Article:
Britain’s beleaguered supermarkets have moved to slash prices as they intensify their brutal price war after a grim festive season.
Sainsbury’s is expected to reveal today the impact on its Christmas trading of the rising popularity of upmarket rival Waitrose and the discounters Aldi and Lidl. Its chief executive, Mike Coupe, said yesterday it had dipped into a £150m pot since November to cut the price of 1,000 of its most popular products.
His counterpart at Tesco, Dave Lewis, is under more intense scrutiny as the market holds its breath ahead of his strategy update tomorrow. He is expected to unveil a swathe of price cuts, implemented immediately, and several sell-offs of smaller parts of the retail behemoth.
Asda, owned by the US giant Wal-mart, earmarked £300m of price cuts yesterday for the first quarter of this year, financed from a £1bn war chest designed to fend off discount rivals over five years. Morrisons has already committed the same sum to lowering prices over three years.
The extent of the challenge to the Big Four grocers was laid bare yesterday when Waitrose unwrapped a 7 per cent rise in sales over the five weeks to last Saturday, to £728m. Like-for-like sales at stores open for more than a year were up 2.8 per cent.
The upmarket retailer attributed part of the rise to sales of English sparkling wines, which more than doubled and the popularity of its Heston’s Ultimate Chocolate Bar frozen dessert.
Waitrose managing director Mark Price said: “As a business owned by the people who work here, we can take the long-term view and our Christmas results show the effectiveness of our strategy.”
Waitrose said its online grocery sales had risen by 26 per cent, with wine, flowers and hamper sales up 40 per cent.
Britain’s polarised grocery market has been typified by strong performances by those at the premium and discount ends, and lacklustre results in the middle. The luxury grocer Fortnum & Mason drew in well-heeled shoppers seeking luxury items, with sales up 23 per cent over Christmas, it said yesterday.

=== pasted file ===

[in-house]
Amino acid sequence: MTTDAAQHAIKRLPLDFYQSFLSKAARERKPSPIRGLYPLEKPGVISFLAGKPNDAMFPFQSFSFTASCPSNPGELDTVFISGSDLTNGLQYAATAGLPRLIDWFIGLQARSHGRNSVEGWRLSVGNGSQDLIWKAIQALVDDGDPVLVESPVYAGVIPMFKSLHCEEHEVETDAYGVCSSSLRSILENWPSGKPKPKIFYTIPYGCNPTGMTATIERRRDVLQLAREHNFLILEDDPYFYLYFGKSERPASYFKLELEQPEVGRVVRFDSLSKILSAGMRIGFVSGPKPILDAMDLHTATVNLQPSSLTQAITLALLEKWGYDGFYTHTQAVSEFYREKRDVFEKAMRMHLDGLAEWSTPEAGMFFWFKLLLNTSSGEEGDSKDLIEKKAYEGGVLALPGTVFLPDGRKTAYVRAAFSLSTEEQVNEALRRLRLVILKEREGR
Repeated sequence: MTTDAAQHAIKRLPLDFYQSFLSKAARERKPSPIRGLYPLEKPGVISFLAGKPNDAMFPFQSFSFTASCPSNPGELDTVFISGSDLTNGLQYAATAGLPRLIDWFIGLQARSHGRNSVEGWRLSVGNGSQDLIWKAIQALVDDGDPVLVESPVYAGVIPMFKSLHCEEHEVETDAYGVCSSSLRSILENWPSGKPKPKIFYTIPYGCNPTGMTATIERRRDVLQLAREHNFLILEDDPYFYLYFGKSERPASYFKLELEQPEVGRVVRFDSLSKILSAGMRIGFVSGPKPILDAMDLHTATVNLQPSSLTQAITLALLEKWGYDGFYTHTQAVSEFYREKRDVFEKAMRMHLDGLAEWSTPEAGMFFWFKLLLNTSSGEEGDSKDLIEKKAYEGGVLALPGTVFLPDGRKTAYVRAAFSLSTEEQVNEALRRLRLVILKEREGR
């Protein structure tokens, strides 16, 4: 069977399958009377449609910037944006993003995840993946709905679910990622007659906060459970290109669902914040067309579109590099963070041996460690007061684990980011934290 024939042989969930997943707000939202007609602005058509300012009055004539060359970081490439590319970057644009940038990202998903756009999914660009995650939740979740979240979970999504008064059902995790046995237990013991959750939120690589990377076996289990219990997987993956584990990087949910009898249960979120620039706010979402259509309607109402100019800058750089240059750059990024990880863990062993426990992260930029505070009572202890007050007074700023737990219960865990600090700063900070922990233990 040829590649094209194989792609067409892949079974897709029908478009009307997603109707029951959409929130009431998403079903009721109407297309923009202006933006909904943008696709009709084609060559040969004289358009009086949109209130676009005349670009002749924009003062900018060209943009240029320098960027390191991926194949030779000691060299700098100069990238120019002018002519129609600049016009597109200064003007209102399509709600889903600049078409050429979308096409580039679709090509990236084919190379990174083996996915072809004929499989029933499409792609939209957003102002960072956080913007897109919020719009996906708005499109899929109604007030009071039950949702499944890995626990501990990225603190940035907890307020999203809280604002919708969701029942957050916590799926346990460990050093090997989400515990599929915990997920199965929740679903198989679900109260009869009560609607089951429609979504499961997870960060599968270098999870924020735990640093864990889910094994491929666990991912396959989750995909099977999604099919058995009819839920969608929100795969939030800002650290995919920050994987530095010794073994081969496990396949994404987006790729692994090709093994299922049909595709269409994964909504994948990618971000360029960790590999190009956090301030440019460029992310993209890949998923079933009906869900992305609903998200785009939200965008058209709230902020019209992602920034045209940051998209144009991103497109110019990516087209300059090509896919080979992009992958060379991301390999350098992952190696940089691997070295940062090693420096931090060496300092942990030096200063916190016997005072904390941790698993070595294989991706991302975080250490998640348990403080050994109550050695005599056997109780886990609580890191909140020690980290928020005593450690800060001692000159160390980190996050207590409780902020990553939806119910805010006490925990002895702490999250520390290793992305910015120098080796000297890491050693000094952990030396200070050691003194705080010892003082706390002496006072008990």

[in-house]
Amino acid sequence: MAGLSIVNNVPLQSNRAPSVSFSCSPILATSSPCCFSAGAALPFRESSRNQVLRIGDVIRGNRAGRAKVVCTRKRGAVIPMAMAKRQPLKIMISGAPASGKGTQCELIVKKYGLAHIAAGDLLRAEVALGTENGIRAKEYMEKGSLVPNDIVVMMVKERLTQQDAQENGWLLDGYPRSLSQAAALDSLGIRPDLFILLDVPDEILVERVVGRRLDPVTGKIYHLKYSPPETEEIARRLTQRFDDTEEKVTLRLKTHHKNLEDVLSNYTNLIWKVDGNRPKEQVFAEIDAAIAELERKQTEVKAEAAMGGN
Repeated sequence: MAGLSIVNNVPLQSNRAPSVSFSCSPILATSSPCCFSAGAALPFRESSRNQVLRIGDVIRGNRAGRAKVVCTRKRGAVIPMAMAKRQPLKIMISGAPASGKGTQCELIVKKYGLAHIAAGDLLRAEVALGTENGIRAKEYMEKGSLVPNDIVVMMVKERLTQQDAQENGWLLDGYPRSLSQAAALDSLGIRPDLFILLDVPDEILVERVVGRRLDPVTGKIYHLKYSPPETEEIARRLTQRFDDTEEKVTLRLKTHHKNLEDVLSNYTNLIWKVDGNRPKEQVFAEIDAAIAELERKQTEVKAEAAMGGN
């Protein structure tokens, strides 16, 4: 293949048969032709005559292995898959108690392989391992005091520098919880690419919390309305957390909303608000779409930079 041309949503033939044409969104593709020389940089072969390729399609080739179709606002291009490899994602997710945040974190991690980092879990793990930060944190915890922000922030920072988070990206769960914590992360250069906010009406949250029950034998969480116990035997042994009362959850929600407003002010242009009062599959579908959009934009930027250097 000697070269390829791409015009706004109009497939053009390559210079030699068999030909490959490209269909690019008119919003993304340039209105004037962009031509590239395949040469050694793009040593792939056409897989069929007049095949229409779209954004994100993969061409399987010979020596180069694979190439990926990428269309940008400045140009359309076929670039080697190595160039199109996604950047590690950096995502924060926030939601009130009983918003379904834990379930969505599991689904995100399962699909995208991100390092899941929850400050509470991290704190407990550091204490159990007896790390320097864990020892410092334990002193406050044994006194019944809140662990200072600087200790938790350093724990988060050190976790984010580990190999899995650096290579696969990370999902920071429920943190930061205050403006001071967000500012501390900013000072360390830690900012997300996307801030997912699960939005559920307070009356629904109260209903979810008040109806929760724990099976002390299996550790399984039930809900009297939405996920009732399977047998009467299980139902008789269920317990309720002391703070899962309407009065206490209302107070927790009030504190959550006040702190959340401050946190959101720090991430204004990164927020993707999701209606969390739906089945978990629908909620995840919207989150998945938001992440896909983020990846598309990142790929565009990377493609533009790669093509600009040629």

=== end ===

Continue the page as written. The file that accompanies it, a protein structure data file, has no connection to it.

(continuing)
Shore Capital retail analyst Clive Black believes the mid-range supermarkets may have already reached their nadir. “We believe that we have reached the respective low points in the Morrisons and Tesco investment stories,” he said. “We remain concerned about the pace and nature of the Sainsbury’s trading downturn in recent quarters. We now await signs as to whether there are grounds to be more sanguine on a sector that we characterised as un-investable in early 2014.”
Bruno Monteyne, a former Tesco executive who is now an analyst at Bernstein Research, was also upbeat. He said: “The headline numbers will likely be worse but the overall tone should be more positive: discounter growth is continuing to slow from its summer heights and there are signs the bigger names are beginning to fight back.”
Last year was seen as a particularly terrible year for the listed supermarkets, with a price war resulting in price deflation not seen for the best part of a decade.
Food inflation edged up 0.1 per cent last month while overall shop prices fell 1.7 per cent amid a flurry of Black Friday discounts, according to British Retail Consortium and Nielsen figures released today.Reuse content